Academic journal article The Mailer Review

What Would Be the Fun of That?

Academic journal article The Mailer Review

What Would Be the Fun of That?

Article excerpt

THE FIRST TIME I MET NORRIS was when she accompanied Norman to Harvard for a lecture that he was giving in the spring of 1976. I was a junior at the time. She was only a few years older than I. But she was tall and beautiful, with cream-white skin and red hair that, as Raymond Chandler might have described it, was "like a fire under control but still dangerous." In part because she was with my uncle, in part because she was dressed not like my fellow college students, but in a pretty spring dress and heels, she struck me as a full-fledged adult. By contrast, especially in her presence, I felt tongue-tied, nearly protoplasmic. Which didn't stop me from proudly introducing her and my uncle to my college buddies. I think it safe to say that my connection to her scored me more points with them than my connection to Norman.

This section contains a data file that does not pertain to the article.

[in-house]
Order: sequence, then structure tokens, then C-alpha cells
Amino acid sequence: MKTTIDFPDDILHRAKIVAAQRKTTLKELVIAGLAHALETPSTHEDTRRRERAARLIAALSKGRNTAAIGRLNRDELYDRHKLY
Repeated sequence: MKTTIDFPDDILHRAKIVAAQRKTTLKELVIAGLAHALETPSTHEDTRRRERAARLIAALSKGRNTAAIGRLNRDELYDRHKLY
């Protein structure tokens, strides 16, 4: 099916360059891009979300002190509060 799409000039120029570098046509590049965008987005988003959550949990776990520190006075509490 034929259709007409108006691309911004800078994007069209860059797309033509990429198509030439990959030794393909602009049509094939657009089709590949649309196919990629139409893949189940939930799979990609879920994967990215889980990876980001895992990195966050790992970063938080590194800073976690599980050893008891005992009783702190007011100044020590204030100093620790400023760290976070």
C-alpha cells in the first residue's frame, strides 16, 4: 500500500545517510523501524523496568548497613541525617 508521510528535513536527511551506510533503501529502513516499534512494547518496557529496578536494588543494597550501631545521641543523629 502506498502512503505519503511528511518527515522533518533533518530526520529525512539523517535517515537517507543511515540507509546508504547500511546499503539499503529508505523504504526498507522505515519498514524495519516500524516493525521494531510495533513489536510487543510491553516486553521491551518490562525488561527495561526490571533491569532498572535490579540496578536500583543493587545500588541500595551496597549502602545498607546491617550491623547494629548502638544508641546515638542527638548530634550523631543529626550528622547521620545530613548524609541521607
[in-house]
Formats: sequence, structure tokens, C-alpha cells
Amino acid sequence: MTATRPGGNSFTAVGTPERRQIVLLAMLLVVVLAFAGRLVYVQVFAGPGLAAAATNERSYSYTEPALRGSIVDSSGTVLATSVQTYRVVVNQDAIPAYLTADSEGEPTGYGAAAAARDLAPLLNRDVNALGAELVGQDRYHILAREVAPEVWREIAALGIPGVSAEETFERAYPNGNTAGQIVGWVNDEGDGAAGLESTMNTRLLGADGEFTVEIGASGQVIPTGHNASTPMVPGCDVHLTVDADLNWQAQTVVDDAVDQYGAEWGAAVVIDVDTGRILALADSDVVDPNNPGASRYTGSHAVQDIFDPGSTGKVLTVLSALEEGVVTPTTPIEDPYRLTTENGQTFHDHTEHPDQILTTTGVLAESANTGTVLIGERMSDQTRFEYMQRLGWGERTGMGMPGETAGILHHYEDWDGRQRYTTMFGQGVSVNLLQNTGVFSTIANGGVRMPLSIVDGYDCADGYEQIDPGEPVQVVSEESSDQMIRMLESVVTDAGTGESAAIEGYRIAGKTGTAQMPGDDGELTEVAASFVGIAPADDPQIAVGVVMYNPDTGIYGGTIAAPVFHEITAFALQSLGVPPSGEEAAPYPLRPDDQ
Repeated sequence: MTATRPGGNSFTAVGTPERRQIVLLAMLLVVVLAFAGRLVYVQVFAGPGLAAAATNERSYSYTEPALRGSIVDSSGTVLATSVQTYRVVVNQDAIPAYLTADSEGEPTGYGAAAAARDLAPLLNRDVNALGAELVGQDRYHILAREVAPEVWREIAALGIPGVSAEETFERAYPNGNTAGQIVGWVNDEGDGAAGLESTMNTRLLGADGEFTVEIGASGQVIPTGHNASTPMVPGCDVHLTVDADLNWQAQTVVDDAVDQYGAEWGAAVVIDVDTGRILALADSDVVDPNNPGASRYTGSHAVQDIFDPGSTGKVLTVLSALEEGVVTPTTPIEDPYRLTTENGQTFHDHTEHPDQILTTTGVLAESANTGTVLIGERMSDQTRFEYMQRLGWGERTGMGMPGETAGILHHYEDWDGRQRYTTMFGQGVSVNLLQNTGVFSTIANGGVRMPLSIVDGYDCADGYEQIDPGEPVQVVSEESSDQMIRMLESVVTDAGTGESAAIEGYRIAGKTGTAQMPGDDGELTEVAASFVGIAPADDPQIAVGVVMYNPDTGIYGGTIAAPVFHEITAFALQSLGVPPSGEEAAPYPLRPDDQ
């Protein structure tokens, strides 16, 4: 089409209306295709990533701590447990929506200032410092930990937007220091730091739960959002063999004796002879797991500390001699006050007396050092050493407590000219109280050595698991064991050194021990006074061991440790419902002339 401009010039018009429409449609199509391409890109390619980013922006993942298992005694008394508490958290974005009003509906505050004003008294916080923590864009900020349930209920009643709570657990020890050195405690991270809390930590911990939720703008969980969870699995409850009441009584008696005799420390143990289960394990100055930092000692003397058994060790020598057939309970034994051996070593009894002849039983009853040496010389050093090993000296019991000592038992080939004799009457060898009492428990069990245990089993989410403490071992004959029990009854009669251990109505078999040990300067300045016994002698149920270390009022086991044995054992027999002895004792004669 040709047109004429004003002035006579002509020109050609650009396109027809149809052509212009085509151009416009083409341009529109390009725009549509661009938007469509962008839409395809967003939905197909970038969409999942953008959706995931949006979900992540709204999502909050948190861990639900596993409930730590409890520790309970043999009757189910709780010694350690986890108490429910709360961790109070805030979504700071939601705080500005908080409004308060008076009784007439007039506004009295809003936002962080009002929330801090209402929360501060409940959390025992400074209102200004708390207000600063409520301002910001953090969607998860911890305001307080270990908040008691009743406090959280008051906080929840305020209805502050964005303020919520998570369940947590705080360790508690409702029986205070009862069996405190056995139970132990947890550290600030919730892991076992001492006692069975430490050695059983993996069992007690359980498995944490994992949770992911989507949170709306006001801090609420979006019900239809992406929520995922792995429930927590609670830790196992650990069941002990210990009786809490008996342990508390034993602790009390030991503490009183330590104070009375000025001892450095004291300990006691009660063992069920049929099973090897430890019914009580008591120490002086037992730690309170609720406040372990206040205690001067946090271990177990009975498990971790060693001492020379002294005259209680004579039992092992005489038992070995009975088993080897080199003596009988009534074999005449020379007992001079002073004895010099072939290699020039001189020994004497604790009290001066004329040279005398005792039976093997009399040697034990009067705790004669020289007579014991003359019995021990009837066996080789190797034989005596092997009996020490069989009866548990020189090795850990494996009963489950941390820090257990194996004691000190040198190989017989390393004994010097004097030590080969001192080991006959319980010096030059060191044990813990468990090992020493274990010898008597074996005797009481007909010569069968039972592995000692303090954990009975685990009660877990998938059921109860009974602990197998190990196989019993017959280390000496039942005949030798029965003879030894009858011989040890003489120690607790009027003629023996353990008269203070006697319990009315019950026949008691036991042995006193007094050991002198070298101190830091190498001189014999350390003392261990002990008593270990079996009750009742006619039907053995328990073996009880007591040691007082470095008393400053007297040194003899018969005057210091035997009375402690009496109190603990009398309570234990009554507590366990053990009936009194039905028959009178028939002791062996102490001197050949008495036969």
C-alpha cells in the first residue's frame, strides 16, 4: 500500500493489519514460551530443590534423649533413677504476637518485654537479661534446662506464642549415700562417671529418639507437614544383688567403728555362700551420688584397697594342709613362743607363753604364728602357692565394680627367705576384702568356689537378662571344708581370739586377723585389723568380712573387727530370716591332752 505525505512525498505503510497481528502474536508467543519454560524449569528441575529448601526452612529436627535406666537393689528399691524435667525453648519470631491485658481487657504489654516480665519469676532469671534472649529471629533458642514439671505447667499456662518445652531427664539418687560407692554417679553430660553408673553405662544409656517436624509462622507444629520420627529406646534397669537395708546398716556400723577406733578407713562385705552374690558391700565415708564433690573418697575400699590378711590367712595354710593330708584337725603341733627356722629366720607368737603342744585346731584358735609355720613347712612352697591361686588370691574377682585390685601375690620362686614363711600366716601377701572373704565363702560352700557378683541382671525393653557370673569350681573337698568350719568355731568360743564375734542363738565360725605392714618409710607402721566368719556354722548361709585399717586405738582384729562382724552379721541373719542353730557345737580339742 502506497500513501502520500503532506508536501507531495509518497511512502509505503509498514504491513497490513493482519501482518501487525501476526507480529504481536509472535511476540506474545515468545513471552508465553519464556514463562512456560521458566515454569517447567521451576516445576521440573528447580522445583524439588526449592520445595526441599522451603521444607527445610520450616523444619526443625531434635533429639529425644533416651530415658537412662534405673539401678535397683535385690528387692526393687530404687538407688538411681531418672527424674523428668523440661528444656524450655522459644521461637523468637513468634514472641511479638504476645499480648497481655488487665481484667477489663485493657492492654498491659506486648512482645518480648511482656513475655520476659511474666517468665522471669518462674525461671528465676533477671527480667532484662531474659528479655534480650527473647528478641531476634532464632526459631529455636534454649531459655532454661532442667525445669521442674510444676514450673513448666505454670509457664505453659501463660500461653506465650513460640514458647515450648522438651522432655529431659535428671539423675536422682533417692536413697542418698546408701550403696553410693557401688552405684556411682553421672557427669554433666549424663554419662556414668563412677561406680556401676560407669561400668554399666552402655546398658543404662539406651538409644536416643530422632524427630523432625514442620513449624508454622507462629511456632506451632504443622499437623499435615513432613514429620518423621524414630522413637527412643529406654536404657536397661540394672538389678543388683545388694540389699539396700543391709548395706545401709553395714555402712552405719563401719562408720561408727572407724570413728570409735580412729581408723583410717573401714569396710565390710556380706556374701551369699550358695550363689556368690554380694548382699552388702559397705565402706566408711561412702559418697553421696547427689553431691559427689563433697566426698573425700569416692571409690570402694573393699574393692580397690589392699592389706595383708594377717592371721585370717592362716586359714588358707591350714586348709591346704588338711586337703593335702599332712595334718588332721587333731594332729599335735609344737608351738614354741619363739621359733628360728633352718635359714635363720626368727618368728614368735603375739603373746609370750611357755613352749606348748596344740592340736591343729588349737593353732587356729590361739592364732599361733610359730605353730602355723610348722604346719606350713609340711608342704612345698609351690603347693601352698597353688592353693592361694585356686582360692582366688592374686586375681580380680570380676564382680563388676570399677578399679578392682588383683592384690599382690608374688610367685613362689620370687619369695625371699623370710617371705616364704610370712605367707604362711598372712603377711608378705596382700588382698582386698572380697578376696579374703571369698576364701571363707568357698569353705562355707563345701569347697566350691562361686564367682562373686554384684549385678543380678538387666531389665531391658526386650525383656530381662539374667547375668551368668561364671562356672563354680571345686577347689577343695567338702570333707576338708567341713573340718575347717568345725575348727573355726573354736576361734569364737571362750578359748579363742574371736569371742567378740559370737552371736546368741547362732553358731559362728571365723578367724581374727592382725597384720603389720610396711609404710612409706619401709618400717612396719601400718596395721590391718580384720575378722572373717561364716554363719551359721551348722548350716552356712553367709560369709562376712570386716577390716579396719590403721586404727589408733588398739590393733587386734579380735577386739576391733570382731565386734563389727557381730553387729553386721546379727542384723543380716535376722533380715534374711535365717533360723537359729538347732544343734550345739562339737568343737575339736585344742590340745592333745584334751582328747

Over the years, some of the nervousness and awkwardness I felt around Norris on that first encounter melted away-but not all of it. I was always a little intimidated by her. She was just so damned beautiful and sure of herself and grown up. At the same time she was very much in touch with her inner child. I remember my surprise when I found out that she collected Barbie dolls. I knew there were people who collected them and never even took them out of their boxes so as not to diminish their value. But as Norris pointed out, "What would be the fun of that?"

She loved Christmas with the same kind of kid-like joy. By the time she was finished decorating the tree, I was always surprised that the damn thing was able to stand up under the weight of all the ornaments. …

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